I was thinking about this today and felt a pang of old age when I realized it was ten years in the past. Then I went home, checked the CD and realized it had actually been 12 years, not ten, and felt even older.
So awesome it doesn't even matter that they're ska. So awesome that you can even overlook the blatant LDS references in the lyrics ("Pioneers and patriarchs / Patriots and matriarchs / Staking out the promised land"). Back in the days when you had M2 playing music videos 24 hours a day - and weird ones, too. Of course, I am old enough to have liked M2 because it was a reminder of how cool MTV had been in its earlier years. (I know people have been complaining about MTV not playing music videos since about 1985, but damn, they don't even play the late night insomniacs block anymore!) You kids today - with your YouTubes and iTunes - don't realize just how great it was to live in a world where you couldn't just pick whatever you wanted to see and hear at the moment you felt the urge. There was still some romance in hearing a song you hadn't heard before on the radio and painstakingly tracking it down later. Catching the tail end of a gnarly music video and then flipping back to the station compulsively for two weeks in the hopes of catching the thing from the beginning. Seeing a fleeting mention of some weird band or obscure album in SPIN or Rollling Stone and then waiting months before you could actually find a copy of said obscurity in an out-of-town record store and then take the blind plunge, popping $16.99 on the counter for something you had never heard before and had only a fleeting fantasy of an idea of what it sounded like - half the time you'd end up with unlistenable garbage, the other half you'd stumble upon something that would change your life, maaaan.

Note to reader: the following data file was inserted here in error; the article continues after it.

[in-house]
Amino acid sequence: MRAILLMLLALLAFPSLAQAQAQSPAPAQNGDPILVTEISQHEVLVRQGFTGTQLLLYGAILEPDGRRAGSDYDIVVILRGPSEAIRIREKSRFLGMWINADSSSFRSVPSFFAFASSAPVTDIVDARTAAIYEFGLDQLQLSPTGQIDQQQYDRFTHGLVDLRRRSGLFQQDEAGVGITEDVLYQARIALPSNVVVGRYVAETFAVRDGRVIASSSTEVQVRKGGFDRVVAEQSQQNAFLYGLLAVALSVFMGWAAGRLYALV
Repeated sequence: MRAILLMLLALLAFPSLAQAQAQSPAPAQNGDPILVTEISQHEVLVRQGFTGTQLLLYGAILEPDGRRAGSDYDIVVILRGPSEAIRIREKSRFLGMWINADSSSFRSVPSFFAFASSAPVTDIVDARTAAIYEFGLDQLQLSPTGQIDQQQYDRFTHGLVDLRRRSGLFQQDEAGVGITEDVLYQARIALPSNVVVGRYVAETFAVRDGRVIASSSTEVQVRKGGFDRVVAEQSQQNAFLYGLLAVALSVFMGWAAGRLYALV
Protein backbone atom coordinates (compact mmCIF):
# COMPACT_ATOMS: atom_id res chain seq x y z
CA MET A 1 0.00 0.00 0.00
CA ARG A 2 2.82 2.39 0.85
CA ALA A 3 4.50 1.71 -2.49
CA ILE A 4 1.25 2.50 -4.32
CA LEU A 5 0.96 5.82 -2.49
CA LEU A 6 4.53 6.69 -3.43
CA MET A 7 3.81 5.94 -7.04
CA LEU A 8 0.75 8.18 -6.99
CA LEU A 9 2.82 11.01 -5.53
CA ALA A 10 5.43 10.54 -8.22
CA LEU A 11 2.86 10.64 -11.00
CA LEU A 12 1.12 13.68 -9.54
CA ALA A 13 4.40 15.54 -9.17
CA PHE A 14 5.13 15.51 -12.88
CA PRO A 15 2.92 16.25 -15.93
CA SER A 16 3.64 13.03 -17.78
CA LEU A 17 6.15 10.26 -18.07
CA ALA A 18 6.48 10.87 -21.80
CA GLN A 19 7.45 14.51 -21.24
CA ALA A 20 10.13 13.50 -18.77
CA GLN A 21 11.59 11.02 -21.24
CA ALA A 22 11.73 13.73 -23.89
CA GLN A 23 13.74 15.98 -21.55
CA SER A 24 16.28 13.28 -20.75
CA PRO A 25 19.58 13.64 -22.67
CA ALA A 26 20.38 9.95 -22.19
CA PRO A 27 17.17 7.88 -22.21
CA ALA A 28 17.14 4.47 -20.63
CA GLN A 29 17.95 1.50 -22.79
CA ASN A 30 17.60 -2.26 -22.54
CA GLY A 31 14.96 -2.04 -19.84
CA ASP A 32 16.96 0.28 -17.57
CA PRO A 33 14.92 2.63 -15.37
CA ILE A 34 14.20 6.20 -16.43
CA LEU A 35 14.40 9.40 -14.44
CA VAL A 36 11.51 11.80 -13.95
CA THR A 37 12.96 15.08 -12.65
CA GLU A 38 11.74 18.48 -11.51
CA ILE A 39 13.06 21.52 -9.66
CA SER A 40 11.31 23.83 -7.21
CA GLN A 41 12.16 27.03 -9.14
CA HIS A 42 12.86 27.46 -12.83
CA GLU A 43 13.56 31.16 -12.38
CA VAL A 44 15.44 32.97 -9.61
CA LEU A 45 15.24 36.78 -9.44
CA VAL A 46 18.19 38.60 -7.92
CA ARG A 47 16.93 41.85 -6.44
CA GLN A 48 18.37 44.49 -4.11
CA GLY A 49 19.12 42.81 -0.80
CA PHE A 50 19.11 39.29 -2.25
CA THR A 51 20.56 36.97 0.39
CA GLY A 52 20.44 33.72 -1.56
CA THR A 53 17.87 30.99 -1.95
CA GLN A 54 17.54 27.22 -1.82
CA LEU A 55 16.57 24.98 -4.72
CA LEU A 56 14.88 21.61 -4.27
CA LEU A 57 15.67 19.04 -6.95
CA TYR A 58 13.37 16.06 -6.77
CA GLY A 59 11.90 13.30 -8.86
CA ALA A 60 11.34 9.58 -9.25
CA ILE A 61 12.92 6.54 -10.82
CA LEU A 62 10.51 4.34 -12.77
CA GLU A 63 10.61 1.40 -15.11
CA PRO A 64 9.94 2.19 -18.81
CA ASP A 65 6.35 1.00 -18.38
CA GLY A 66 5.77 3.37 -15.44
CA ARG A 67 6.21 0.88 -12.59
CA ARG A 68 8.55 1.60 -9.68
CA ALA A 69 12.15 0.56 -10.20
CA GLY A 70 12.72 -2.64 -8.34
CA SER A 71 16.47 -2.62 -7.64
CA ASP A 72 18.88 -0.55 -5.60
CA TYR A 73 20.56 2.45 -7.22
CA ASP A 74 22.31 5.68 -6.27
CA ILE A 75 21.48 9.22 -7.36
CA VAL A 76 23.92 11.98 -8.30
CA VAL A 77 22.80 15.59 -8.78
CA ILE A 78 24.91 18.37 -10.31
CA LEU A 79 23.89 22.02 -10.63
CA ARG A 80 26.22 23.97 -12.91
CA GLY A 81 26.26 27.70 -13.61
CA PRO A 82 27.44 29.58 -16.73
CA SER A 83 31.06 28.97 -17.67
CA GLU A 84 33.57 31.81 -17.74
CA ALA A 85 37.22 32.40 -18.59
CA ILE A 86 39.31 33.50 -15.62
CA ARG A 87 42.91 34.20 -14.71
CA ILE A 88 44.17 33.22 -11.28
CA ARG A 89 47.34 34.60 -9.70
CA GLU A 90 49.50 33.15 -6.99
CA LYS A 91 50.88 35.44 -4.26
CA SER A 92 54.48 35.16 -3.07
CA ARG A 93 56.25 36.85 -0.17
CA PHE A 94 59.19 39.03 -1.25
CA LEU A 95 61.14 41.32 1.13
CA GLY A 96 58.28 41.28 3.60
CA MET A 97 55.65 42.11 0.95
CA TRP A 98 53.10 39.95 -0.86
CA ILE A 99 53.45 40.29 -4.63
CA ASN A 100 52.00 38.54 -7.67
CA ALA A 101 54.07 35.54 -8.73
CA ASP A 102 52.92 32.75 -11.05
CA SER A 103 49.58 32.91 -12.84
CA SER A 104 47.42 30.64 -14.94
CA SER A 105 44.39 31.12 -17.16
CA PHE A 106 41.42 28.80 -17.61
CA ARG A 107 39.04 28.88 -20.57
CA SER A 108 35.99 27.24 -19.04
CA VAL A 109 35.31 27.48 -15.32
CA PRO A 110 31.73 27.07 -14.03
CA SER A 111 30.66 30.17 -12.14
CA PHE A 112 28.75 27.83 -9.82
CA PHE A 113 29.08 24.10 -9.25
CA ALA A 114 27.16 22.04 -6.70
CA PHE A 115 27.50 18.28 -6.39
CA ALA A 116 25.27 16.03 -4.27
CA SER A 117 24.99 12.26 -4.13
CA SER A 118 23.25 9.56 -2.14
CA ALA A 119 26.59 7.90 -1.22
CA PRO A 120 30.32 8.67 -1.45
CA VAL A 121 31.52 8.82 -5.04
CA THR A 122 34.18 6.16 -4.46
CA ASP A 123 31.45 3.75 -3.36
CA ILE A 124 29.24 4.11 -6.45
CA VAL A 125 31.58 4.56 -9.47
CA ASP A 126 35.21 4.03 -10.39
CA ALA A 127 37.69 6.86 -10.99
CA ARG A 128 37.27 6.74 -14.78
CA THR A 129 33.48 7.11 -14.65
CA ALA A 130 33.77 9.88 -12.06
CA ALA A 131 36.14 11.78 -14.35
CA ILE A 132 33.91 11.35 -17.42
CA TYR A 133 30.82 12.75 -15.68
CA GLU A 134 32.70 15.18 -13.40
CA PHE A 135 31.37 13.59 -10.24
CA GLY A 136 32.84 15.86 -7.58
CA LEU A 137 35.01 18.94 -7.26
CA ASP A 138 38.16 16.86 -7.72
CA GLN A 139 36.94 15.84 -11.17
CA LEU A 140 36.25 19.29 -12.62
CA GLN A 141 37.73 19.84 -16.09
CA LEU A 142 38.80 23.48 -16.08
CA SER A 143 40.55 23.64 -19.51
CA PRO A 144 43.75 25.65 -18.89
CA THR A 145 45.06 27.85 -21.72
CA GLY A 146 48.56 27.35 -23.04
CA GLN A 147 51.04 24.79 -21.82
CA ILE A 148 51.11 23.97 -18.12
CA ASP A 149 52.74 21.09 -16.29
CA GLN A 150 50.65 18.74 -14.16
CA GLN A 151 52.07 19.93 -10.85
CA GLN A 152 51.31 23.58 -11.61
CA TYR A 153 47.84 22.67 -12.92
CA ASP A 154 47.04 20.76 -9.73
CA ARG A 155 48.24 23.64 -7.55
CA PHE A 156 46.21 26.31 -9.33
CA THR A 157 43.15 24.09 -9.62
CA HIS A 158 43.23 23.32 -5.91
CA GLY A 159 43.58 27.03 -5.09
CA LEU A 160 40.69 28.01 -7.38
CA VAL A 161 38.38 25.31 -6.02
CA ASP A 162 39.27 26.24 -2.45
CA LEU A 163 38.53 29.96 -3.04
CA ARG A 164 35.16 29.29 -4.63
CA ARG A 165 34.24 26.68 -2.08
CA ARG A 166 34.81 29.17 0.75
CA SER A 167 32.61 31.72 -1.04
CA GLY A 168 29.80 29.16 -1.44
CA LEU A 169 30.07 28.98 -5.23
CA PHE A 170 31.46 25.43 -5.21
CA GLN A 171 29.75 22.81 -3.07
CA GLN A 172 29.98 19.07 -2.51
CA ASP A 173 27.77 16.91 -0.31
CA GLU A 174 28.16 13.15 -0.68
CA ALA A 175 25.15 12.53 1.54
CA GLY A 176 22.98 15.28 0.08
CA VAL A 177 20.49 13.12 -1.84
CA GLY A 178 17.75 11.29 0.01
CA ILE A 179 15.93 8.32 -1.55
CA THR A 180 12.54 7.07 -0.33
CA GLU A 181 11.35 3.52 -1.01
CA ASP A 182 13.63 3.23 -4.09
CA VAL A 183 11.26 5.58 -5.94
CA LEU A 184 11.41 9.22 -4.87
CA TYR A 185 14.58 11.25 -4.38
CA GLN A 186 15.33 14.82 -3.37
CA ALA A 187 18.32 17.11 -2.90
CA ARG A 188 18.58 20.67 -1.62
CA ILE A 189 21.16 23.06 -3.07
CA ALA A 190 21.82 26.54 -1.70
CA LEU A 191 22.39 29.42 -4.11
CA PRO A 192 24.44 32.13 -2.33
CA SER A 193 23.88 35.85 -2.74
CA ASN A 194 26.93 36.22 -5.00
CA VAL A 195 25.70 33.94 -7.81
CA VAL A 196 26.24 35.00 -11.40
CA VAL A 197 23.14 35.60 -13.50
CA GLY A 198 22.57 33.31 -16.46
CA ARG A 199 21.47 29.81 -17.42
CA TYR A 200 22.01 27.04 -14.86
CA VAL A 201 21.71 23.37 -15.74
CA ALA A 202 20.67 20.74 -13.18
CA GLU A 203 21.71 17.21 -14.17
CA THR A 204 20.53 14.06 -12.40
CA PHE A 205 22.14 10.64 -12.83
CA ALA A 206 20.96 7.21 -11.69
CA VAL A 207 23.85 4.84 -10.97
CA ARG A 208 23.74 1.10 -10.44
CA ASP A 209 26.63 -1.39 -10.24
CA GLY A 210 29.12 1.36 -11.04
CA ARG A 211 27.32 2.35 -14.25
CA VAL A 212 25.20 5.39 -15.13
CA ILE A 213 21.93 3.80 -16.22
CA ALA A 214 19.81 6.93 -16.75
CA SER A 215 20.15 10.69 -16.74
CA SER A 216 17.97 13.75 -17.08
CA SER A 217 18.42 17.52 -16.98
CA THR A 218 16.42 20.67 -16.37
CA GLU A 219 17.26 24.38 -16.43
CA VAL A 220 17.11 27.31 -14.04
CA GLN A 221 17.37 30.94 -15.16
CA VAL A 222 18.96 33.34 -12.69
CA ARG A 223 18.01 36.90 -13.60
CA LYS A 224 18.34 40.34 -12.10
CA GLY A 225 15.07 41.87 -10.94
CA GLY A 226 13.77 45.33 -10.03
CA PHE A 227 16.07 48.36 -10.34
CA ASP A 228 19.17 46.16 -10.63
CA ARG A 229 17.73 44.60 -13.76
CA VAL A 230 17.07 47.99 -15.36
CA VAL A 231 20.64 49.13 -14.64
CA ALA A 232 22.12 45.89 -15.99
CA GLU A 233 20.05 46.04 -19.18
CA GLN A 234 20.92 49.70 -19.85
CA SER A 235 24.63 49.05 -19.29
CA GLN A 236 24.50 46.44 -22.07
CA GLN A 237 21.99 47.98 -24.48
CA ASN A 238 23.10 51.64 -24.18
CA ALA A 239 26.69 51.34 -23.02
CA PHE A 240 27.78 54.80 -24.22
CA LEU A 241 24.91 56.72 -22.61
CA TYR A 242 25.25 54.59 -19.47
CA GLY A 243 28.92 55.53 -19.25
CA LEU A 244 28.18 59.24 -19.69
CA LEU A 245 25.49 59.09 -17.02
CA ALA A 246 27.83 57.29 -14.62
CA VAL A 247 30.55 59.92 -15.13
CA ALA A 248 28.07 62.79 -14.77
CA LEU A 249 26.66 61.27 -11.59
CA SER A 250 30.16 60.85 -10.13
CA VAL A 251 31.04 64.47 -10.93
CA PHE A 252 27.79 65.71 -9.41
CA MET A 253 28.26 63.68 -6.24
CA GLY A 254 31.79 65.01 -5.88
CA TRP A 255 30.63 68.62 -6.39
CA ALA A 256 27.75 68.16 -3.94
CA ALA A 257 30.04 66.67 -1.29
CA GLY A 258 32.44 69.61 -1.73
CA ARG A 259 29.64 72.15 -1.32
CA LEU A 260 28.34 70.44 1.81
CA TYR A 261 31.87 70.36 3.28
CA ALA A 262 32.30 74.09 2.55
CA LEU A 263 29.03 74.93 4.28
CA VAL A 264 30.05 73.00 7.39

During the recording of Remain in Light, the Talking Heads came across a magazine review of a then-obscure late 70s British punk group and were utterly fascinated by the description of the music. They decided to record a song that represented what they thought the band might sound like.
... David's contributions to this song were said to be influenced by things he had read about a British group called Joy Division. He had never actually heard their albums, but he had read about them. ...*The result was "The Overload", which probably sounds closer to Magazine but still pretty far out for either Joy Division or the Talking Heads.
We don't live in a world where such a thing could happen today. Within 30 seconds of reading about any new artist, I can log onto YouTube and Wikipedia and know everything about them and their sound, watch the videos and bootleg concert footage, read the Pitchfork critical blowjob and the subsequent Pitchfork backlash, and then realize the band have had their entire career arc on my computer screen in about the time it took me to type this post.
In other news: Hey you kids, stay off my lawn.